Can We Non-Criminalize Polygamy Without ‘Legalizing’ It?

Monica Potts writes that a Utah lawsuit alleging that the state’s anti-bigamy law is unconstitutional “is a nightmare for liberals and conservatives alike.” For conservatives, it’s clear. But what’s liberals’ problem? Well, we allegedly “fear that by basing his case on Lawrence, Brown gives fodder to conservatives who argued that gay marriage would open the door to polygamy.”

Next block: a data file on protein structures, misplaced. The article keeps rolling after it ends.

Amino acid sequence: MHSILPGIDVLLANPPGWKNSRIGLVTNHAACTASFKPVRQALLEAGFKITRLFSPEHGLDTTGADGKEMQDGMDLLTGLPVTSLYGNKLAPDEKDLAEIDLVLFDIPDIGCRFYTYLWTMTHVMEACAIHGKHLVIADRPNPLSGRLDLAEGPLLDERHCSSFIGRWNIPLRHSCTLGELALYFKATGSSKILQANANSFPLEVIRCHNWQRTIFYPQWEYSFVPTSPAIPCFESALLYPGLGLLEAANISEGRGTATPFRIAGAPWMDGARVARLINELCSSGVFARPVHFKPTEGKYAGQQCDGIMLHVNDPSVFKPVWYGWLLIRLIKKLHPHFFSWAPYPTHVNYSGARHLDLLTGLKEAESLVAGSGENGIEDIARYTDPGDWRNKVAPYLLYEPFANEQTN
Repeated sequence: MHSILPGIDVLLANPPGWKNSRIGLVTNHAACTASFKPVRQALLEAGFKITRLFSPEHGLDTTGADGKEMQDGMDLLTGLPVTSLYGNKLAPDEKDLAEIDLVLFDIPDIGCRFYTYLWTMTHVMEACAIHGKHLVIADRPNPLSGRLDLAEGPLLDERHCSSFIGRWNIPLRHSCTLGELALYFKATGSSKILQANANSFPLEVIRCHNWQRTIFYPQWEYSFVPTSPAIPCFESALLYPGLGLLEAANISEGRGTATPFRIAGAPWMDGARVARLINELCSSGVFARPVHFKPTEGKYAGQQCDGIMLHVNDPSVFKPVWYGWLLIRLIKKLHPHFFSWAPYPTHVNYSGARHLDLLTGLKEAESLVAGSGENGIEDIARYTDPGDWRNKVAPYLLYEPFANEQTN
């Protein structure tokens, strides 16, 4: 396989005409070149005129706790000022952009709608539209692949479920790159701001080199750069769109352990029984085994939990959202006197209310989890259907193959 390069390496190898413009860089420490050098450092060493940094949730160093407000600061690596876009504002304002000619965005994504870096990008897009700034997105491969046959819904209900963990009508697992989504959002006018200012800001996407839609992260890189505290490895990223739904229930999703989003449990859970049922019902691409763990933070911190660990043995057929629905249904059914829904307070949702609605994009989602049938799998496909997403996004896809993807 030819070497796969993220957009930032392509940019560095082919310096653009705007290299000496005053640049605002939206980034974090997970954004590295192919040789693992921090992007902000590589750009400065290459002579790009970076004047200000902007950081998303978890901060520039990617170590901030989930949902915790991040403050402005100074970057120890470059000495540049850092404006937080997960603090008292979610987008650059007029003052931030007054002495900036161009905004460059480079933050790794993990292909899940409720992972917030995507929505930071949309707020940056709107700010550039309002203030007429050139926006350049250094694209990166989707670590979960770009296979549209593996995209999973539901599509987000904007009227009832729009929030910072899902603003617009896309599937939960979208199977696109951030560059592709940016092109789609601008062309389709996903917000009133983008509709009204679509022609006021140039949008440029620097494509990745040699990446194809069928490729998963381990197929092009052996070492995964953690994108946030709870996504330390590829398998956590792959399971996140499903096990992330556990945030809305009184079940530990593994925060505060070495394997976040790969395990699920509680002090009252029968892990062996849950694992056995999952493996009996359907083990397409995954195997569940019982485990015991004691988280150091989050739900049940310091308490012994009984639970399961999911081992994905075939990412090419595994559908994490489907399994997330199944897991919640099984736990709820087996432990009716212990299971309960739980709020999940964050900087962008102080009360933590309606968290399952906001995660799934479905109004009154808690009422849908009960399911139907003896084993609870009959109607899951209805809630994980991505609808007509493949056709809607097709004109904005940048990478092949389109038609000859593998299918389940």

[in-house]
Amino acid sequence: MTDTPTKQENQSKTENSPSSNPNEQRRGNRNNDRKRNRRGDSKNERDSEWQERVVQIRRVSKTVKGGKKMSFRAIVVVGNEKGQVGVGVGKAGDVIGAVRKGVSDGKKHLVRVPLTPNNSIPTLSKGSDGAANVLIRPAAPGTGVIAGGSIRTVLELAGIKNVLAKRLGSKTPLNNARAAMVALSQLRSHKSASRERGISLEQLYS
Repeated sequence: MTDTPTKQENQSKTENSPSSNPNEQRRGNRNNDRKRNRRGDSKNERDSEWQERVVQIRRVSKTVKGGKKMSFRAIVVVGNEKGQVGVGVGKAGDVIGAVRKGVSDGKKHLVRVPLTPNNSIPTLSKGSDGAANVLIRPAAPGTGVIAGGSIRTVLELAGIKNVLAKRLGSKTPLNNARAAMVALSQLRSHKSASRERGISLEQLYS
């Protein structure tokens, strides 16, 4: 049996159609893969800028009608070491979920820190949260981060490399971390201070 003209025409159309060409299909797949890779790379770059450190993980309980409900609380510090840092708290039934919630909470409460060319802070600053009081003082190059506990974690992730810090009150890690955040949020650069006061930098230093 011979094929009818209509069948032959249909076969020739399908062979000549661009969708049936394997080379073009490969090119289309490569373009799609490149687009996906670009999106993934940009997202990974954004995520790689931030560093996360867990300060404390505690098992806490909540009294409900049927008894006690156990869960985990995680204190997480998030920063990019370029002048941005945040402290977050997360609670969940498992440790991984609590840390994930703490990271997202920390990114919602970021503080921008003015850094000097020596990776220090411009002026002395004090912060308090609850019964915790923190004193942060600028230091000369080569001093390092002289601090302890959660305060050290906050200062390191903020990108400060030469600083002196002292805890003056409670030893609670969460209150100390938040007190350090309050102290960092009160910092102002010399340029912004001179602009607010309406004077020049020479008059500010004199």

The more I think about this the more I think there’s actually less at stake than it first seems. Marriage is a special kind of legal category, one that has traditionally only been open to heterosexual couples. The demand for marriage equality is essentially the demand that that exact same legal status be open to gay couples. But it’s just not possible for polygamists to be granted “equality” in that sense. Marriage as a legal status is a relationship between two people. A state could create a legal status for more than two adults to form a household together, but it would certainly half to be a different kind of thing. But just because we might not want to create a legal polygamy category doesn’t mean that we need to ban polygamy. After all, there’s something just profoundly weird about the idea of making polygamy illegal. It’s not illegal to have an affair. It’s not illegal to have an open relationship. It’s not illegal to live in a house with more than one woman. Even in states that don’t recognize same sex marriages, it’s not illegal for a gay couple to have a marriage ceremony and start referring to themselves as married. Almost every possible set of household arrangements is legal, except for a person to refer to himself as “married” to more than one person simultaneously. Why do that? We could just…not do it without creating any recognized legal category for polygamists.